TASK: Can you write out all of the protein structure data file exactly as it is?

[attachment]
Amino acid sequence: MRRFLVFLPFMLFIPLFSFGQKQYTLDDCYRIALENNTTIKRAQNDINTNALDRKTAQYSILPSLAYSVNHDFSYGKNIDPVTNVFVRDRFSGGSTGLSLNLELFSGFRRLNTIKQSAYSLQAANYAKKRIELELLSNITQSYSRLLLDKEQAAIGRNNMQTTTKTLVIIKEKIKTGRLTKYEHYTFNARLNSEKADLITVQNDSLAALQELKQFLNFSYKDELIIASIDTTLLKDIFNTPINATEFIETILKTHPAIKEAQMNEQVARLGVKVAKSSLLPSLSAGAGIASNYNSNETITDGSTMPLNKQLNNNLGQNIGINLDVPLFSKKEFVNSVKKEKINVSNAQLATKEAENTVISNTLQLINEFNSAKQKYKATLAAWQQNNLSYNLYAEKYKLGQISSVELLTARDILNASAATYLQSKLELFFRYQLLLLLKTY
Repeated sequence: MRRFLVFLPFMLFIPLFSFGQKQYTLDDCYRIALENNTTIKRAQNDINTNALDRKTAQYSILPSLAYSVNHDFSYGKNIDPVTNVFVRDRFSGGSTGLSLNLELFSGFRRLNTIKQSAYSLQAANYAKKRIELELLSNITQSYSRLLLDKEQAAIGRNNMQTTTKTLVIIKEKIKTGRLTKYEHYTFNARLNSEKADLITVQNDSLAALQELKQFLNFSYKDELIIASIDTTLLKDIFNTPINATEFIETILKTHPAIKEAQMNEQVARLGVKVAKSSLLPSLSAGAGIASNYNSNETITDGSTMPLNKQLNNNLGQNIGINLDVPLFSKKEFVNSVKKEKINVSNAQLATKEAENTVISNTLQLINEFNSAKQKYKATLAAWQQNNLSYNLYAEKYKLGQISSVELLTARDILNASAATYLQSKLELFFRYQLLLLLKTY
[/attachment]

Amino acid sequence: MRRFLVFLPFMLFIPLFSFGQKQYTLDDCYRIALENNTTIKRAQNDINTNALDRKTAQYSILPSLAYSVNHDFSYGKNIDPVTNVFVRDRFSGGSTGLSLNLELFSGFRRLNTIKQSAYSLQAANYAKKRIELELLSNITQSYSRLLLDKEQAAIGRNNMQTTTKTLVIIKEKIKTGRLTKYEHYTFNARLNSEKADLITVQNDSLAALQELKQFLNFSYKDELIIASIDTTLLKDIFNTPINATEFIETILKTHPAIKEAQMNEQVARLGVKVAKSSLLPSLSAGAGIASNYNSNETITDGSTMPLNKQLNNNLGQNIGINLDVPLFSKKEFVNSVKKEKINVSNAQLATKEAENTVISNTLQLINEFNSAKQKYKATLAAWQQNNLSYNLYAEKYKLGQISSVELLTARDILNASAATYLQSKLELFFRYQLLLLLKTY
Repeated sequence: MRRFLVFLPFMLFIPLFSFGQKQYTLDDCYRIALENNTTIKRAQNDINTNALDRKTAQYSILPSLAYSVNHDFSYGKNIDPVTNVFVRDRFSGGSTGLSLNLELFSGFRRLNTIKQSAYSLQAANYAKKRIELELLSNITQSYSRLLLDKEQAAIGRNNMQTTTKTLVIIKEKIKTGRLTKYEHYTFNARLNSEKADLITVQNDSLAALQELKQFLNFSYKDELIIASIDTTLLKDIFNTPINATEFIETILKTHPAIKEAQMNEQVARLGVKVAKSSLLPSLSAGAGIASNYNSNETITDGSTMPLNKQLNNNLGQNIGINLDVPLFSKKEFVNSVKKEKINVSNAQLATKEAENTVISNTLQLINEFNSAKQKYKATLAAWQQNNLSYNLYAEKYKLGQISSVELLTARDILNASAATYLQSKLELFFRYQLLLLLKTY